48 Hours to spend time in syndication this fall (updated)

Repackaged episodes of CBS Newsmagazine sold to local TV stations

[Editor’s Note: This story was updated on August 28.]

Following in the footsteps of NBC’s Dateline, CBS’ Saturday mainstay 48 Hours is heading the syndication route starting September 11, with nearly 600 repackaged episodes. 

The newly repackaged episodes are hosted by Jericka Duncan and Jonathan Viglotti and features updates and new information on stories that ran on the show. The tack is similar to what NBC has done with Dateline, which has aired in off-network syndication since 2017 and airs on a variety of platforms, including CNBC, MSNBC, My Network TV, a FAST 24/7 channel, and local stations. Last year, NBCUniversal Syndication Studios shifted Dateline to NBC-owned stations in several markets, including Chicago where it airs at 1 p.m. on NBC 5 (WMAQ).

48 Hours joins a growing list of true-crime programming popular with viewers. In October 2017, T Dog Media did a deep dive into the genre – one continuing to grow six years later, thanks to the presence of FAST channels. 

“We wanted to do two things: distinguish the library shows that are going to syndication and distinguish from brand-new fresh content that then makes its way downstream,” senior executive producer Judy Tygard told Broadcasting and Cable, who broke the story Monday morning.We added Jericka and Jon because they can give the shows the additional content that’s needed.” 

The 48 Hours open from the Dan Rather-hosted era of the show, from 1989. (CBS)

Originally created by former CBS News president Howard Stringer as a special on the crack epidemic in 1986, 48 Hours began as a standard newsmagazine in January 1988, hosted by then CBS Evening News anchor Dan Rather and focused on hard-hitting news and investigation stories. The show transitioned into its current format in the mid-2000s and was rebranded 48 Hours Mystery, or in some cases, 48 Hours Investigates. CBS has aired new episodes Saturdays, one of the few non-sports programs airing on the evening and is a reliable ratings performer. 

Sold by CBS Media Ventures on an all-barter basis (meaning local stations cede half of their ad inventory in the show to CBS to sell to national advertisers in lieu of paying a cash license fee), 48 Hours has cleared 97 percent of the country including fifteen CBS-owned stations. But instead of CBS 2 (WBBM) here, the repackaged 48 Hours episodes were sold to Fox’s My50 (WPWR) instead, airing weekdays at 9 a.m. and 8 p.m., giving CBS primetime clearances for the show in most of the ten largest markets.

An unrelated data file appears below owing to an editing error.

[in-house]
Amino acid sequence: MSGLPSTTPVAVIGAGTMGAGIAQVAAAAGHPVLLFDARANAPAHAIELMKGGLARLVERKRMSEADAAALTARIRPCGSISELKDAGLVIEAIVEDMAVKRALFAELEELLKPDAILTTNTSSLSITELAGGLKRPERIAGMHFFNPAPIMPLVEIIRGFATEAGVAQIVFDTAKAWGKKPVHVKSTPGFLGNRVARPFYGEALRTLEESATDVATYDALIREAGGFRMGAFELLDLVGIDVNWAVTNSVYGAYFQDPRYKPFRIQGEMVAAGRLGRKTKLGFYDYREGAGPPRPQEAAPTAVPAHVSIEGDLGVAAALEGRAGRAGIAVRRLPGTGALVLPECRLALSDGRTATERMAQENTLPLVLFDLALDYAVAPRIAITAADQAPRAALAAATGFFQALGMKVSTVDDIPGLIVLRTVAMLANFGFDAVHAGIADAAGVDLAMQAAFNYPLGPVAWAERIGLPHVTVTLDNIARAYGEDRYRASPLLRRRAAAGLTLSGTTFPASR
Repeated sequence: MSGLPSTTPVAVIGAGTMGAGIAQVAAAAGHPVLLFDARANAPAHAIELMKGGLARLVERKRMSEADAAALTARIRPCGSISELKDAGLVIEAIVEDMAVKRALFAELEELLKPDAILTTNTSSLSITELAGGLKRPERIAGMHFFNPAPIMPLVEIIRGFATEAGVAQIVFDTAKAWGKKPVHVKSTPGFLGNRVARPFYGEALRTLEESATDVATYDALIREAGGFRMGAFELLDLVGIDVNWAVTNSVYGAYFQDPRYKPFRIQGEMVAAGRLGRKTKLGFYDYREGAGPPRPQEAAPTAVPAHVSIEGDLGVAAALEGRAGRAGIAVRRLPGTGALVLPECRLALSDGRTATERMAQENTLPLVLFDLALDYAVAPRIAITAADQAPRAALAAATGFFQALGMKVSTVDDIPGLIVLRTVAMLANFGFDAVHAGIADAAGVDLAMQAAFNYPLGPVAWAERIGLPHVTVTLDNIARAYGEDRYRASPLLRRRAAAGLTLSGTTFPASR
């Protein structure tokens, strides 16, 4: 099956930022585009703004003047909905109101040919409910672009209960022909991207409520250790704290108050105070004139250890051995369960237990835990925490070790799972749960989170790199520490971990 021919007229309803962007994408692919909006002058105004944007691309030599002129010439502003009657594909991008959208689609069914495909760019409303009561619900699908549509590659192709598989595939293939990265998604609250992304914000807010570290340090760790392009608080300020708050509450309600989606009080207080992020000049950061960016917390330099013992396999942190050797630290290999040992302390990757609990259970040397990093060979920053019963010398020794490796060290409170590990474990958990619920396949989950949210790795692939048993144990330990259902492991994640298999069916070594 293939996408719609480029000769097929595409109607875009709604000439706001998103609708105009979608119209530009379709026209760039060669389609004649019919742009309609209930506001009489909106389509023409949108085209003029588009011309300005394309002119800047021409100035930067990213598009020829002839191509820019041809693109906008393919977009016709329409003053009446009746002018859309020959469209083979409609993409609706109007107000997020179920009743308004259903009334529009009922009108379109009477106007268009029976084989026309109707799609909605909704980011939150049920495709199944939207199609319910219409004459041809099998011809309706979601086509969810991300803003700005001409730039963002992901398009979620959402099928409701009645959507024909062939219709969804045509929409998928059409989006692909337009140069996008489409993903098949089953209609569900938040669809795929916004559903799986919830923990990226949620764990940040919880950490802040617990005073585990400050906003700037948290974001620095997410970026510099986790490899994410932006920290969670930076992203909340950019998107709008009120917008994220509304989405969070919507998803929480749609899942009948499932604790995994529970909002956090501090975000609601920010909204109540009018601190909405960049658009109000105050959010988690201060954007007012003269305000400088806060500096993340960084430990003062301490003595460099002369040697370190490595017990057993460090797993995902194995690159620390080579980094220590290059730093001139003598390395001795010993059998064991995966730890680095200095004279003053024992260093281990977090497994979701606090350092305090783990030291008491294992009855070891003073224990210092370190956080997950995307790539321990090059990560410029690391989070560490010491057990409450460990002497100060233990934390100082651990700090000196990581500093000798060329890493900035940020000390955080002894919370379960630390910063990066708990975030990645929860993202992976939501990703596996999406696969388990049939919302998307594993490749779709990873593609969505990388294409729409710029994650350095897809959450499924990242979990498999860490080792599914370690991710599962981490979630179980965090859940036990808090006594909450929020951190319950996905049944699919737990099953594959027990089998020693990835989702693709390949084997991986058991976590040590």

Starting September 11, CBS 2 is moving The Drew Barrymore Show back to 2 p.m. from 9:30 a.m. and restoring it to a full hour (comprised of two separate half-hours) and in an unusual move, shifting the network’s Let’s Make A Deal to 3 p.m. as a news lead-in to replace the out-of-production Dr. Phil show – whose reruns now shift to Nexstar’s WGN-TV weekdays at 1 p.m. on the same date. 

WBBM has aired a network entertainment show in early fringe (3-5 p.m.) before – from January 1982 to June 1986, the station aired Bob Barker’s The Price Is Right at 3 p.m. (and for two months in late 1985 at 4 p.m. to replace the failed talk show America), basically keeping the syndicated 1985-86 nighttime version with Tom Kennedy off the air here, which flopped after one season. 

In addition to CBS-owned stations – including those newly independent ones defecting from The CW, other groups acquiring 48 Hours includes Fox, Sinclair, Tegna, and Nexstar. 

Like Dateline, 48 Hours has also expanded onto other platforms, including custom re-purposed episodes on Discovery’s cable networks and streaming on numerous portals, including CBS News’ streaming channel, Pluto TV, YouTube, and Paramount Plus. There is also a podcast. 

The news comes as CBS Media Ventures announced a management shakeup Monday. Wendy McMahon, who already heads CBS News And Stations (the official name of the CBS stations group) was named as head of the syndicator Monday, replacing Steve LoCascio, who announced his retirement after more than 30 years in the business. LoCascio got his start in 1989 at King World as Controller, and joined the CBS family when the network bought the syndicator ten years later. 


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